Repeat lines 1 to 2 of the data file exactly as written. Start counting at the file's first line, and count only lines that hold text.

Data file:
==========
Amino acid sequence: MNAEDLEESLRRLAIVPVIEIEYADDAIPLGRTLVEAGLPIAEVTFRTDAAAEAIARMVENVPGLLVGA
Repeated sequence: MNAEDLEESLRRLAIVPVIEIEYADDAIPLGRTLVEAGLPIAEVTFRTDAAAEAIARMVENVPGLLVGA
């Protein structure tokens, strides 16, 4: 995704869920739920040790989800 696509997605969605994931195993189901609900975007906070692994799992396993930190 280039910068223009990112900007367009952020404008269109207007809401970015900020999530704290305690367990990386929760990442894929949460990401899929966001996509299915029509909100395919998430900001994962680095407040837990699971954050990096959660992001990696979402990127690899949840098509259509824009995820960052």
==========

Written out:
Amino acid sequence: MNAEDLEESLRRLAIVPVIEIEYADDAIPLGRTLVEAGLPIAEVTFRTDAAAEAIARMVENVPGLLVGA
Repeated sequence: MNAEDLEESLRRLAIVPVIEIEYADDAIPLGRTLVEAGLPIAEVTFRTDAAAEAIARMVENVPGLLVGA